In my last post I discussed an odd, yet cunning semantic way of reducing science to “just another form of knowledge” – no more special than any other. Let’s go down the supernatural rabbit hole a bit further…
In short, the last blog was about rejecting supernatural claims because they can’t conclusively be proven and are superfluous to an argument based on empirical inquiry.
An argument in favour of a supernatural belief was raised recently in an online debate I had with our friend from the last blog entry, Kenneth Hynek at http://www.kennethhynek.net. His claim goes like this:
The quest for knowledge stands apart from the reductionist view. We have certainly discovered all these wonderful physical properties and aspects of the human body… but those discoveries themselves are teleologically neutral. Drawing a reductionist view out of them crosses into explicit dysteleology.
Science is based on methodological naturalism – the view that all effects have causes and therefore can be empirically tested and verified. This, however, does not say anything about the existence or non-existence of God and is far from dysteleological (an argument against God from poor design). Indeed, science is a method and says nothing about untestable entities. It is agnostic and can take no a priori position on God.
Here’s what Kenneth is saying: When, through science, we attempt to understand and explain something, the reductionist view, i.e. reducing complex systems down to small identifiable components and explanations, we are in fact trying to disprove God or purposeful design. But in science, as mentioned above, we can take no justifiable position on a supposed supernatural entity and can merely describe what processes are at work.
The rational conclusion we come to after investigation is that our description of nature, though incomplete, proceeds nicely without the injection of anything “extra” that would be by definition unnaturable, unknowable and unexplainable.
Occam’s razor swipes again
Kenneth moves to evolution, where he makes a rather odd claim:
You say that Evolution is not a random process but proceeds through random mutation. You can’t prove that it [mutation] is random and non-directed.
So because we can’t prove definitely a supernatural force (God) isn’t directing the process of mutation in DNA we can’t make the assertion that it’s random?! But we can never rule out supernaturalism and can’t distinguish Buddha interference from Yahweh or Sky Pixies and therefore it is a pointless non-starter.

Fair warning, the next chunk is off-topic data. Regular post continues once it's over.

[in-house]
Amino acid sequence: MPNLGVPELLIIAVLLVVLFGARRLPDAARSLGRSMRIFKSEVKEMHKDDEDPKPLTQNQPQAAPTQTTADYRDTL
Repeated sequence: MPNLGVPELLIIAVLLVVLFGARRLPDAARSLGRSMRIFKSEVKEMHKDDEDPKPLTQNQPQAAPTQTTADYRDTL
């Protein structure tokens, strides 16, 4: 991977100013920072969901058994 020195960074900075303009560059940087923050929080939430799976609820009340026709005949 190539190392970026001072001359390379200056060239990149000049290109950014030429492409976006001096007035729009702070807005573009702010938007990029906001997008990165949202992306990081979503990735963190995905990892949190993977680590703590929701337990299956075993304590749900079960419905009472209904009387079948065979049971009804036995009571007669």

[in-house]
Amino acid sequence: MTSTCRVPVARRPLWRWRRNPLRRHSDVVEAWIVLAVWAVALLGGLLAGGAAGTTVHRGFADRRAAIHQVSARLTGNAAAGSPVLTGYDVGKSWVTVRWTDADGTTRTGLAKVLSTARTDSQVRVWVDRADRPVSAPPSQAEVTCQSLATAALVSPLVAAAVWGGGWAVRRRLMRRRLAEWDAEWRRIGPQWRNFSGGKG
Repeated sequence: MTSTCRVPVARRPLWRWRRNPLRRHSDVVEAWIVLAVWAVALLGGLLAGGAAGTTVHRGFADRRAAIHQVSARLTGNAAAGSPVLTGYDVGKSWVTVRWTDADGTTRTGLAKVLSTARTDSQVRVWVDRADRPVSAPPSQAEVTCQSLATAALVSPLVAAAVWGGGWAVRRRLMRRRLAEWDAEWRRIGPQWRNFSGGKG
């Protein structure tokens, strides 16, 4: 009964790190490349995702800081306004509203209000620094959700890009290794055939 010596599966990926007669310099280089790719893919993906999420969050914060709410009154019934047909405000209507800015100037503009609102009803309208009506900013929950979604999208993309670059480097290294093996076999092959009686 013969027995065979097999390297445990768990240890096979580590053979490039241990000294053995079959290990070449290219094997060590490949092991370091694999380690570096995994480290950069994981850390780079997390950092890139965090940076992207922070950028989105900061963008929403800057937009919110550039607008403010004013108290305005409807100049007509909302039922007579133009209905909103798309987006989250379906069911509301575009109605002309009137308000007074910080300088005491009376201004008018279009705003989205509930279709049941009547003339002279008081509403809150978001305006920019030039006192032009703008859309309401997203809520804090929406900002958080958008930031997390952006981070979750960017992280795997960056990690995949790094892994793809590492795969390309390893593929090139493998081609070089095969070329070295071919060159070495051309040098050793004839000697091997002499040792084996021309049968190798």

People are welcome to believe that there is something going on behind the scenes but until that invisible “reality” has been proven we can’t say anything reliable about it.
Everything determined in evolutionary theory stems from observation of nature. Genetic mutation has no discernible pattern. To suppose their is a pre-ordained direction to evolution seems to stem from human vanity (that we are some special goal of the process). This is yet another reason to be skeptical of such a notion.
Since no supernatural causation can be observed, it is useless to suppose something we don’t even no exists is exerting some force on the process. Occam’s razor shaves off the unwarranted assumptions.
Supernatural claims provide no new knowledge
Again, invoking the supernatural is usually done by those with an emotional investment in a supernatural entity/cause. Further, we could posit as many supernatural causes as we like and never prove any of them.
This is a pointless exercise. There are an endless number of unprovable hypotheses and it is a waste of time giving credence to any one specifically (there is no criteria with which to make such a distinction).
If there is a way to falsify a claim then we can test it’s validity against reality. There is an infinite set of unfalsifiable claims we could come up with which really shows that belief in them is arbitrary.
It’s all a question of probabilities
Science deals with probabilities. Falsification is one way of establishing legitimate certainty because we test to eliminate hypotheses. Since we can never be sure that a future test won’t falsify a hypothesis we can never claim absolute certainty.
This is a good thing because the certainty is the currency of human beliefs is and ideology. Science therefore acts to temper the flaws in our innate reasoning and perception faculties.